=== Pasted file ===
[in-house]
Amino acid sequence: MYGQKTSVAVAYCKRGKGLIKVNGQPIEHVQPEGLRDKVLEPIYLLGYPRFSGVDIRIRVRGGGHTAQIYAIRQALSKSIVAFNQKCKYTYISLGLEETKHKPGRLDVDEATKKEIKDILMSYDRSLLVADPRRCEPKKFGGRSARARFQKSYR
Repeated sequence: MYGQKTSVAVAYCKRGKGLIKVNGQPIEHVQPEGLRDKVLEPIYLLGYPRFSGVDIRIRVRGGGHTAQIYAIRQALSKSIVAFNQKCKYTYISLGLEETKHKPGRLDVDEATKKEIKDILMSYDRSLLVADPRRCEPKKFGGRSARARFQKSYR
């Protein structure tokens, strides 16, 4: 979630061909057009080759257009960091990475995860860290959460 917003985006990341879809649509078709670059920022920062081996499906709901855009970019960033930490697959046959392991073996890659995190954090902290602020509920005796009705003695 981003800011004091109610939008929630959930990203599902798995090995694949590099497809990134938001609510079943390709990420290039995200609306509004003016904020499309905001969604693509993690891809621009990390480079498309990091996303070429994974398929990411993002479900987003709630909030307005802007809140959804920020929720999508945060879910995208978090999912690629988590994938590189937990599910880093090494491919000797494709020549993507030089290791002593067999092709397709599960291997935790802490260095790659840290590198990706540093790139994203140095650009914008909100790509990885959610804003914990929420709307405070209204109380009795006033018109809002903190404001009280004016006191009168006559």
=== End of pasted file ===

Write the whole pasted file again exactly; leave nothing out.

[in-house]
Amino acid sequence: MYGQKTSVAVAYCKRGKGLIKVNGQPIEHVQPEGLRDKVLEPIYLLGYPRFSGVDIRIRVRGGGHTAQIYAIRQALSKSIVAFNQKCKYTYISLGLEETKHKPGRLDVDEATKKEIKDILMSYDRSLLVADPRRCEPKKFGGRSARARFQKSYR
Repeated sequence: MYGQKTSVAVAYCKRGKGLIKVNGQPIEHVQPEGLRDKVLEPIYLLGYPRFSGVDIRIRVRGGGHTAQIYAIRQALSKSIVAFNQKCKYTYISLGLEETKHKPGRLDVDEATKKEIKDILMSYDRSLLVADPRRCEPKKFGGRSARARFQKSYR
């Protein structure tokens, strides 16, 4: 979630061909057009080759257009960091990475995860860290959460 917003985006990341879809649509078709670059920022920062081996499906709901855009970019960033930490697959046959392991073996890659995190954090902290602020509920005796009705003695 981003800011004091109610939008929630959930990203599902798995090995694949590099497809990134938001609510079943390709990420290039995200609306509004003016904020499309905001969604693509993690891809621009990390480079498309990091996303070429994974398929990411993002479900987003709630909030307005802007809140959804920020929720999508945060879910995208978090999912690629988590994938590189937990599910880093090494491919000797494709020549993507030089290791002593067999092709397709599960291997935790802490260095790659840290590198990706540093790139994203140095650009914008909100790509990885959610804003914990929420709307405070209204109380009795006033018109809002903190404001009280004016006191009168006559």